Caractérisation de composants photoniques intégrés pour les télécommunications optiques

Publié le : 25 octobre 2023

                                                        Stage  Master 2

           Caractérisation de composants photoniques intégrés pour les télécommunications optiques


Recent technological developments opened the way to exploitable systems operating at ultra-high frequencies (100GHz and above). Several applications such as next generation wireless communication systems, spectroscopes and Radars require continuous radio signals. Electrical sources, although having exceptional properties, struggle to access very high frequencies. Frequency generation by optical heterodyning is now a well-known strategy to access such frequency range.
Unfortunately, these optical systems usually rely on active control loops that either limit their maximum frequency or require complex operations in order to generate high quality signals.
Recent work in our laboratory demonstrates the capabilities to cover the entire millimetre waverange (30-300GHz) and beyond by using specific state-of-the-art laser sources. Thanks to several years of development, the ion exchange technology developed at the IMEP-LAHC laboratory makes it possible to produce integrated lasers on glass with outstanding spectral properties, compatible with such applications. We already successfully demonstrated their use in radio-over-fibre systems operating at 60 GHz according to international communication standards, and first test have been carried on up to 300GHz, including coherent optical communications.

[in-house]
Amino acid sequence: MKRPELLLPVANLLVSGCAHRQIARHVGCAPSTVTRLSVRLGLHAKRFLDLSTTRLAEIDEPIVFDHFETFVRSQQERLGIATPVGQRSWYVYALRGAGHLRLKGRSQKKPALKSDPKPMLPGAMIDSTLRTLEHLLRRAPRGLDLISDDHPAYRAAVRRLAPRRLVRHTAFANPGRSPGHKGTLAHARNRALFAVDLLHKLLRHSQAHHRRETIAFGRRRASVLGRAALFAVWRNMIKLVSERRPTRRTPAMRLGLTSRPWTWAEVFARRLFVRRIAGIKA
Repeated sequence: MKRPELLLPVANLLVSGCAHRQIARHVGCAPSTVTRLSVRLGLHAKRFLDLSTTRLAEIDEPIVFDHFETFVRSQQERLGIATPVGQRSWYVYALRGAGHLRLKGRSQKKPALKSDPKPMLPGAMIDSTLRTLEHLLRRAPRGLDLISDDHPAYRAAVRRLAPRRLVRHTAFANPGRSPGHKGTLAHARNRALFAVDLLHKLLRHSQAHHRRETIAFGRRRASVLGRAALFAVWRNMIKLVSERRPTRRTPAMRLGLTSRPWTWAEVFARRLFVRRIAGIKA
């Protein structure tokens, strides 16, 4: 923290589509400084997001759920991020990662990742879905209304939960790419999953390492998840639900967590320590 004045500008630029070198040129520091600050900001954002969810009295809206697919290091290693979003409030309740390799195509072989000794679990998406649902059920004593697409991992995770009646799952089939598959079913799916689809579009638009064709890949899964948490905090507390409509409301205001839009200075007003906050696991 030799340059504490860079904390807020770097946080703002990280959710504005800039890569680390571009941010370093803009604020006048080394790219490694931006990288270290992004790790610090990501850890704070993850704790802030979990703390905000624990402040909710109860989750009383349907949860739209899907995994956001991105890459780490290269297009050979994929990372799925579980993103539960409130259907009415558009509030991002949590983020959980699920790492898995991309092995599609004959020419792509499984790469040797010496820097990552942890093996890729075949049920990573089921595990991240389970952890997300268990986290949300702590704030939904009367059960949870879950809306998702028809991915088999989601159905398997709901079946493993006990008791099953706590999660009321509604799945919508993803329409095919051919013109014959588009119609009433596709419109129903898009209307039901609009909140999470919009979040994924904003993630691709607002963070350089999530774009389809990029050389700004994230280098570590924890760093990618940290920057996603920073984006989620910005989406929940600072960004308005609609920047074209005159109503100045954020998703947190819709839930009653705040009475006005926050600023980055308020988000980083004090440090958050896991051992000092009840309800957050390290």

One key component of the laser source is the optical cavity, realized by a Bragg grating encapsulating in an optical waveguide, the latest being manufactured in a glass substrate. As lasers are fabricated within our lab, we are willing to develop specific dedicated advanced characterizations. The intern will participate in setting-up experiments, and will characterize our optical gratings and also a reference fibre grating through optical and opto-RF measurement.
Based on the work of previous PhD students, we also have identified multiple ways to optimize the existing laser sources. The intern will work on developing a multiple Bragg engraving process. This process is a key step for our technology as it open the way to frequencies higher than 300GHz.
All the fabrication steps will be completed by advanced characterizations, optical or opto-RF, in order to evaluate the quality of the components.

Depending on the work realized, the intern may use and characterized the lasers in Gigabit transmission experiments.

During the internship, the work will include:

  • Understanding theoretical aspects: optical filtering by Bragg gratings, laser signal dynamics
    and properties, heterodyning optical signals and radiofrequency generation, noise transfer,
    frequency noise and analysis.
  • Experimental realizations: operation of laser sources, basic and advanced optical characterizations, opto-RF measurements, high frequency electrical signals, Heterodyning experiment for radiofrequency generation and analysis, optical communication systems.

The intern will work in close collaboration with permanent researchers and collaborators. We are looking for candidates who are willing to develop both their experimental and theoretical skills in the previously mentioned fields. A PhD position will be proposed related to this project in the framework
of a collaborative project.

Applicants must send CV and motivations to the contacts indicated below. Interviews will be conducted to explain the project and assess whether both side will benefit from the collaboration.

Starting date: spring 2024

Julien POETTE,

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